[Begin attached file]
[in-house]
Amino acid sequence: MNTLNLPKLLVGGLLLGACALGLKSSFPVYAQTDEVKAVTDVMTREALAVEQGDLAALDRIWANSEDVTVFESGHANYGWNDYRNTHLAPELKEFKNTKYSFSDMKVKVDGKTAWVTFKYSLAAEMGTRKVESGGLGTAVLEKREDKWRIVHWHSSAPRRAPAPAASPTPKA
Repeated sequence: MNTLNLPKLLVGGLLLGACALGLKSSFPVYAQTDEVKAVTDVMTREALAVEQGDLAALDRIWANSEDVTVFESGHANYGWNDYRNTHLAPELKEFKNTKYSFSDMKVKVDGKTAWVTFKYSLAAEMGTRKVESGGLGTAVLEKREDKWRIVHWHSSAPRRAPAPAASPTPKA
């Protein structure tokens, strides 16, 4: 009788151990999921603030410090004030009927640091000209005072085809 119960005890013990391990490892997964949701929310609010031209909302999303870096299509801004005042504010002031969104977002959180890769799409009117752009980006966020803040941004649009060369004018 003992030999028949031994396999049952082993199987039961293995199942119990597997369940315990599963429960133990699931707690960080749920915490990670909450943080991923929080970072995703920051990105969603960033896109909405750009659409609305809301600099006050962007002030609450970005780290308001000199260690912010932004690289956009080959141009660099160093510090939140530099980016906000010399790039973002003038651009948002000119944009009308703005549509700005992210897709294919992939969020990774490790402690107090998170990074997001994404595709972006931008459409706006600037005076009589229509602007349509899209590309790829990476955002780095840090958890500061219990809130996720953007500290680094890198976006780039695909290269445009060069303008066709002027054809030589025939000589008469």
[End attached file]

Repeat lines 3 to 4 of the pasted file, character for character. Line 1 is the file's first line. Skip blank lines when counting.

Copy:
Repeated sequence: MNTLNLPKLLVGGLLLGACALGLKSSFPVYAQTDEVKAVTDVMTREALAVEQGDLAALDRIWANSEDVTVFESGHANYGWNDYRNTHLAPELKEFKNTKYSFSDMKVKVDGKTAWVTFKYSLAAEMGTRKVESGGLGTAVLEKREDKWRIVHWHSSAPRRAPAPAASPTPKA
């Protein structure tokens, strides 16, 4: 009788151990999921603030410090004030009927640091000209005072085809 119960005890013990391990490892997964949701929310609010031209909302999303870096299509801004005042504010002031969104977002959180890769799409009117752009980006966020803040941004649009060369004018 003992030999028949031994396999049952082993199987039961293995199942119990597997369940315990599963429960133990699931707690960080749920915490990670909450943080991923929080970072995703920051990105969603960033896109909405750009659409609305809301600099006050962007002030609450970005780290308001000199260690912010932004690289956009080959141009660099160093510090939140530099980016906000010399790039973002003038651009948002000119944009009308703005549509700005992210897709294919992939969020990774490790402690107090998170990074997001994404595709972006931008459409706006600037005076009589229509602007349509899209590309790829990476955002780095840090958890500061219990809130996720953007500290680094890198976006780039695909290269445009060069303008066709002027054809030589025939000589008469």